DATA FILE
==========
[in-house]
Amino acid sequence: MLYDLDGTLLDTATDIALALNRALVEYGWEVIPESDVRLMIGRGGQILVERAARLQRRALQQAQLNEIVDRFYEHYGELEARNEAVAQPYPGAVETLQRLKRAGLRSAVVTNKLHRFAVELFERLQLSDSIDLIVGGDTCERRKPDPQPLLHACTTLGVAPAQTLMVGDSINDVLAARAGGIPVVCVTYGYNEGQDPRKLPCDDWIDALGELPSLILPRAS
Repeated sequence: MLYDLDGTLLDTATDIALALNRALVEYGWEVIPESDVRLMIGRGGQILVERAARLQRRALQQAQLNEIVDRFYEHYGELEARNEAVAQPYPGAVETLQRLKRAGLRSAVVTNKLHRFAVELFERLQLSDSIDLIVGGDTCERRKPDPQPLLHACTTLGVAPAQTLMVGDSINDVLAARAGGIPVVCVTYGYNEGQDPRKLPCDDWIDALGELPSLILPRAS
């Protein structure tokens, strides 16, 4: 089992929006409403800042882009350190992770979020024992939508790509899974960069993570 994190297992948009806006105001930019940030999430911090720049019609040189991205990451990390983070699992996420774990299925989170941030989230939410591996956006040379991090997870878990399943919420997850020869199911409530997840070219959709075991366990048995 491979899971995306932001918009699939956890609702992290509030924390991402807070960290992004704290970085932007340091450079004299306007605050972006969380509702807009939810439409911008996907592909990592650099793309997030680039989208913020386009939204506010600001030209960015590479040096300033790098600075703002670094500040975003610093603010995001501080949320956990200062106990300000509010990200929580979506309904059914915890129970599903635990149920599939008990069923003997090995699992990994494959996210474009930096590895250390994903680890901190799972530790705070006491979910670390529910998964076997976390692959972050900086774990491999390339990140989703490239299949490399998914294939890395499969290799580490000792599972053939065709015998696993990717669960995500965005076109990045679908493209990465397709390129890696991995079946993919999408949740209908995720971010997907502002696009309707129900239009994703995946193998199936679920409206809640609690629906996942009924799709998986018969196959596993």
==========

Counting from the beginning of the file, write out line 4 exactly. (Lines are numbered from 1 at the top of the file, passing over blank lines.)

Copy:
């Protein structure tokens, strides 16, 4: 089992929006409403800042882009350190992770979020024992939508790509899974960069993570 994190297992948009806006105001930019940030999430911090720049019609040189991205990451990390983070699992996420774990299925989170941030989230939410591996956006040379991090997870878990399943919420997850020869199911409530997840070219959709075991366990048995 491979899971995306932001918009699939956890609702992290509030924390991402807070960290992004704290970085932007340091450079004299306007605050972006969380509702807009939810439409911008996907592909990592650099793309997030680039989208913020386009939204506010600001030209960015590479040096300033790098600075703002670094500040975003610093603010995001501080949320956990200062106990300000509010990200929580979506309904059914915890129970599903635990149920599939008990069923003997090995699992990994494959996210474009930096590895250390994903680890901190799972530790705070006491979910670390529910998964076997976390692959972050900086774990491999390339990140989703490239299949490399998914294939890395499969290799580490000792599972053939065709015998696993990717669960995500965005076109990045679908493209990465397709390129890696991995079946993919999408949740209908995720971010997907502002696009309707129900239009994703995946193998199936679920409206809640609690629906996942009924799709998986018969196959596993």